The Yale School of Public Health welcomed 38 working professionals to campus this semester as it launches its inaugural online Executive MPH program.
The part-time program, which takes two years to complete, provides students with a broad foundation in public health and an opportunity to specialize in chosen tracks: Health Informatics, Environmental Health Sciences, Applied Analytical Methods and Epidemiology, and Critical Topics in Public Health. Management and leadership skills are also an explicit component of the curriculum.
As they explored New Haven, the new students participated in a five-day on-site intensive — one of three management and leadership immersions that they will attend throughout the program. The remainder of the program is online and is taught by some of the school’s top faculty.
“This inaugural class has exceeded our high expectations,” said the program’s director, Martin Klein, Ph.D., MPH ’86. “We knew the quality of the program and the reputation of the school would attract a diverse group of accomplished professionals, but their experience, collaborative approach, and eagerness and excitement to learn exceeded our expectations.”
Of the 38 students, roughly half are health care providers, including physicians, nurses, physician assistants and pharmacists. The others work in fields like healthcare administration, finance and policy. They come from 17 states and the District of Columbia, and most have a decade or more of work experience.
And to Professor Marney White, Ph.D., M.S., a core faculty member in the online program, the students all share a collective desire to “include a focus on pressing public health issues” into their careers.
“Although students are logging in from all over the country and from multiple time zones, it felt as though they bonded and formed a real cohort,” she explained. “The distance and Zoom did not seem to impede their ability to connect with each other … they also formed massive WhatsApp text threads and planned social events — really somewhat the same connections I see in the in-person MPH program.”
Every student in the program receives at $10,000 scholarship that was recently named for one of the school’s most distinguished alumni, Irene Trowell-Harris, R.N., M.P.H. ’73, Ed.D, FAAN. Known for her barrier-breaking accomplishments — including as the first African American woman to become a two-star major general in the U.S. Air National Guard — Trowell-Harris has been a lifelong leader in veteran health care and advocates passionately for affordable education.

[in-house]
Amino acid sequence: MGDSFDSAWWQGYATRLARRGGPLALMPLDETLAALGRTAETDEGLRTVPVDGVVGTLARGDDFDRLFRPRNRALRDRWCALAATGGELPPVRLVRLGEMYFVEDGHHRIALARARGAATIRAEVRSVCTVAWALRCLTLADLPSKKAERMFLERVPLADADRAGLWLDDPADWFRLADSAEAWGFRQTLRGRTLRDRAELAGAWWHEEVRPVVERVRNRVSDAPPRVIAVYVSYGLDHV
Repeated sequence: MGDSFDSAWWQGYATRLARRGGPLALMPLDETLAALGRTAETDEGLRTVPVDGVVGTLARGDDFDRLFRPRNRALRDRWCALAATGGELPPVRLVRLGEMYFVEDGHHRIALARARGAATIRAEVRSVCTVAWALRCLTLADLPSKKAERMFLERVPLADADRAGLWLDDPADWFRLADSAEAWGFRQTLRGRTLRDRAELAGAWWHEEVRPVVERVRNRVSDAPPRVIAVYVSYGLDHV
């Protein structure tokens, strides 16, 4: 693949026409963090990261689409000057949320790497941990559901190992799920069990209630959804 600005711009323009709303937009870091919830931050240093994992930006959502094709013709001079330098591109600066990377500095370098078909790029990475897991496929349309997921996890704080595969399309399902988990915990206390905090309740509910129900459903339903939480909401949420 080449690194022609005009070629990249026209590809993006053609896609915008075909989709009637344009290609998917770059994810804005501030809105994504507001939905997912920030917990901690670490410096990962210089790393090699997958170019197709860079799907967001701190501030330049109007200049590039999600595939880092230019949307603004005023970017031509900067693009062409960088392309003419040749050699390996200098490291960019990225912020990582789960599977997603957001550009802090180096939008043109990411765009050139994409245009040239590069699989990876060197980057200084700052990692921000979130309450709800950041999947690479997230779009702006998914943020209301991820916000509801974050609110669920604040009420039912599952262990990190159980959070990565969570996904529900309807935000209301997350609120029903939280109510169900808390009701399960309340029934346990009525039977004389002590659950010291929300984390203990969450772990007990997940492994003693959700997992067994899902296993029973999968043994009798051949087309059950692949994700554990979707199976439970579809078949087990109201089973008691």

Her unparalleled accomplishments were honored by naming the scholarship after her earlier this year. “Her personal story of perseverance and commitment serves as an inspiration to our students, current and future,” Klein said in June.
Faculty teaching in the program have been very pleased with the students’ skills, knowledge, and commitment to public health.
For Assistant Clinical Professor Michael Wininger, Ph.D., the work and life experience shared by the inaugural cohort made teaching even more rewarding.
Sharing his lessons with his students felt more like a “collegial conversation amongst peers,” he said — an extremely rewarding experience not only for the teacher but also for the cohort.
“Rather than me advising a student as to what they can expect when they finally enter the real world that awaits them after graduation, the EMPH students are advising me about what particular skills and concepts they need to be trained on so that they can close their laptops and jump back into their surgical procedures, their hospital administration, or their funded research programs,” he explained.
Negotiating online schedules and balancing other commitments has been a challenge, said David Mandelbaum, JD, MBA, a student in the program. But that hasn’t stopped him from forging friendships and diving deep into the curriculum with the help of top faculty from YSPH and beyond.
“Our professors, teaching fellows and program administrators have all been incredibly supportive, thus easing those challenges for us,” he said.
A corporate lawyer-turned-health care investment strategist, Mandelbaum said he decided to pursue an M.P.H. at Yale to further enhance his ability to understand and assess investment opportunities in the health care sector. Through the online Executive M.P.H. program, he’ll also more fully develop an entrepreneurial idea he has thought about for some time in the public health world — and potentially with Tsai CITY’s help.
“My experience thus far has been outstanding, with the program exceeding my high expectations in every way,” Mandelbaum explained.
Applications are now being accepted for next year’s class. To learn more about the online Executive MPH program, visit its website.